Sociology students learn to employ what C. Wright Mills called the Sociological Imagination – the ability to see the connection between the individual and society, biography and history, self and world – to understand everything from two people interacting on the Internet, to large groups mobilizing to protest pollution or civil rights violations, to social institutions like the government or our healthcare system.
Students can take classes that expose them to an in-depth analysis of some of society’s most pressing topics:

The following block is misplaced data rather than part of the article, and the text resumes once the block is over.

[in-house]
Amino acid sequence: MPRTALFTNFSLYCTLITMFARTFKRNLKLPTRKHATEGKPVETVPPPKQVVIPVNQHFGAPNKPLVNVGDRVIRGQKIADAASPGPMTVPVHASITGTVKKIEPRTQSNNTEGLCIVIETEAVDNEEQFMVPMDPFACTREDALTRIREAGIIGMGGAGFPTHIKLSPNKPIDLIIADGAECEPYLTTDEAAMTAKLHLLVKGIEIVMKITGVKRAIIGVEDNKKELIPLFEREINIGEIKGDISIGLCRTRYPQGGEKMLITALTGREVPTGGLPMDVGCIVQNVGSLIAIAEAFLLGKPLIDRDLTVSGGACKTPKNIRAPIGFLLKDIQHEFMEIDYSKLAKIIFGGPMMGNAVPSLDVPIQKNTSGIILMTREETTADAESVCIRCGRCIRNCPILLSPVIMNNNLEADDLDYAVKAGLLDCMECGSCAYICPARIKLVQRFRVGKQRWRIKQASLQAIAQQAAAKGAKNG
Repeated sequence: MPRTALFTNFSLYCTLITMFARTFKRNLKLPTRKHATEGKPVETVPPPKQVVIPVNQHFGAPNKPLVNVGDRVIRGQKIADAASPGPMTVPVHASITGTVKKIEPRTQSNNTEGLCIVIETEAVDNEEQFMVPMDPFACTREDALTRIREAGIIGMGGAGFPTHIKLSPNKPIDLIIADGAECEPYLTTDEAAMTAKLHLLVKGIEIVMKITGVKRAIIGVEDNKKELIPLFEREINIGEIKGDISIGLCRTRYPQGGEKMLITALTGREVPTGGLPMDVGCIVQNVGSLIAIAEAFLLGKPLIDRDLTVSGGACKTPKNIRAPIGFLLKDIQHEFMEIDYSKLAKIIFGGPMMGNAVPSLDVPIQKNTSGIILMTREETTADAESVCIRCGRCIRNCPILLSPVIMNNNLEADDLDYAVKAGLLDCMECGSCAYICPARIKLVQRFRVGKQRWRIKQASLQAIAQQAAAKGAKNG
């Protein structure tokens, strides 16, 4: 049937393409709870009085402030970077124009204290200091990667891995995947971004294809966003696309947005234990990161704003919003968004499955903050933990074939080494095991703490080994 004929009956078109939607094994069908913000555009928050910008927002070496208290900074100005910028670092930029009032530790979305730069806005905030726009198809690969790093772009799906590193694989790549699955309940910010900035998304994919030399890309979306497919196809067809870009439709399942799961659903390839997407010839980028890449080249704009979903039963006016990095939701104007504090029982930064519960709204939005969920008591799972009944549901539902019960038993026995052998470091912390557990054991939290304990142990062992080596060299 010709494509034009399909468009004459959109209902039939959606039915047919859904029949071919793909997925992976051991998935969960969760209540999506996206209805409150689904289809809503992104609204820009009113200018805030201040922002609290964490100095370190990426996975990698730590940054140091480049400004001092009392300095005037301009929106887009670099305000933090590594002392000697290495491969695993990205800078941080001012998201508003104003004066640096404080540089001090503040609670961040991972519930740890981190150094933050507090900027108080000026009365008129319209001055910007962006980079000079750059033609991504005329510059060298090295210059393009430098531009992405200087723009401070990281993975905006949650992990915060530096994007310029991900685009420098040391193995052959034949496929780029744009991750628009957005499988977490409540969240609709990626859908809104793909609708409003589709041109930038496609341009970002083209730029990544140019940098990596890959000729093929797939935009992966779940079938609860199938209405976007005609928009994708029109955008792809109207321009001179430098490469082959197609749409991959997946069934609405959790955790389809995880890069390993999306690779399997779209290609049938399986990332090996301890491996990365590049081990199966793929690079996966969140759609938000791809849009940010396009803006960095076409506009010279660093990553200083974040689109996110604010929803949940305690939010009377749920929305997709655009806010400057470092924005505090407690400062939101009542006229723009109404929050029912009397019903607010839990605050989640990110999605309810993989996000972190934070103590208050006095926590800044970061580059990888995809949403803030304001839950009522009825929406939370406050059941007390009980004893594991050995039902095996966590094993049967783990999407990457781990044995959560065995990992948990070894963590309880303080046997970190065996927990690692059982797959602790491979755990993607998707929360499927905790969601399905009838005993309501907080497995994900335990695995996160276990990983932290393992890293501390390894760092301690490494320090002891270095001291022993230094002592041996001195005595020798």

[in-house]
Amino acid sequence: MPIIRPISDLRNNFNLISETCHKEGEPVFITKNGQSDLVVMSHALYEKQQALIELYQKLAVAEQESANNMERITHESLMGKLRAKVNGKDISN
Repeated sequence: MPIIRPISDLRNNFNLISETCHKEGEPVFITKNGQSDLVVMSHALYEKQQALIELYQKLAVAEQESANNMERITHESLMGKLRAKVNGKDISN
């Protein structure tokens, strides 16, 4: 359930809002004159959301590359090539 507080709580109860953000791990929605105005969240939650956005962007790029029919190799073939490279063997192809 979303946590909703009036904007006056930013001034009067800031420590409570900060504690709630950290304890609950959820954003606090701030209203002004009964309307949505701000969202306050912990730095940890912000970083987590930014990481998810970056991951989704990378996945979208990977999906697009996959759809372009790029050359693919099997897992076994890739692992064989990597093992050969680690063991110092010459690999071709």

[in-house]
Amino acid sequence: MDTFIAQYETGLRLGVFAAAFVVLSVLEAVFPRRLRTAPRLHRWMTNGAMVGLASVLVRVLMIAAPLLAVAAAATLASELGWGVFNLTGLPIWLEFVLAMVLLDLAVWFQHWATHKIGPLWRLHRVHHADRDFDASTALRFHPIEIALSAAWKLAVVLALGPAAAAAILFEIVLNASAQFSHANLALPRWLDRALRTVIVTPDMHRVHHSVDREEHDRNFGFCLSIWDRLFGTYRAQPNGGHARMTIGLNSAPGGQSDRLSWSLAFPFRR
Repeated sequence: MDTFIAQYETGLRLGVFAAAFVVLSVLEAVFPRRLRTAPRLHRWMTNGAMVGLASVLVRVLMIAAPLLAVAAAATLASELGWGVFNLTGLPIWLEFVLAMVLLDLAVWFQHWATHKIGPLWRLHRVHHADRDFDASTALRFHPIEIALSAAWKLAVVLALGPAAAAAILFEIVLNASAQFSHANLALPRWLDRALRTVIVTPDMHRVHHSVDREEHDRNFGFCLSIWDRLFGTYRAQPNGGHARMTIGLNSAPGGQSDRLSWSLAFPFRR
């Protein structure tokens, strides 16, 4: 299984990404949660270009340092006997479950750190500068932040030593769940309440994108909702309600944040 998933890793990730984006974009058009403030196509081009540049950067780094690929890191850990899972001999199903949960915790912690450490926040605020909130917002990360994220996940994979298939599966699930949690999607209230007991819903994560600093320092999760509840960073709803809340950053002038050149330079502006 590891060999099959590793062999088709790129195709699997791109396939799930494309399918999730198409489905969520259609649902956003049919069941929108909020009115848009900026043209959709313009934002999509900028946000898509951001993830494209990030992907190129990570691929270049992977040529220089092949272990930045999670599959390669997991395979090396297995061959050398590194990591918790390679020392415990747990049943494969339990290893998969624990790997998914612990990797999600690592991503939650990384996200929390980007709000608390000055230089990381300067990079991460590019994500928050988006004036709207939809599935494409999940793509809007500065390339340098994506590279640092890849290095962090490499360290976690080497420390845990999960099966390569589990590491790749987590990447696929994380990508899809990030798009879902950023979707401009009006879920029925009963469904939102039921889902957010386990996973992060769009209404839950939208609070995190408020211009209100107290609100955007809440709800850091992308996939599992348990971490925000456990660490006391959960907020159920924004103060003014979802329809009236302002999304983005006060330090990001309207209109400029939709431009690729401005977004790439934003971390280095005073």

General Sociology and Social Problems are introductions to the field, our research and data analysis classes prepare students to conduct original research, and theory provides a foundation for critical thinking that ties the entire discipline together.
The Sociology Program prepares students for jobs in a variety of fields including
The Sociology Program also prepares students for graduate study. Recently, we have had students go on to master’s and doctoral programs in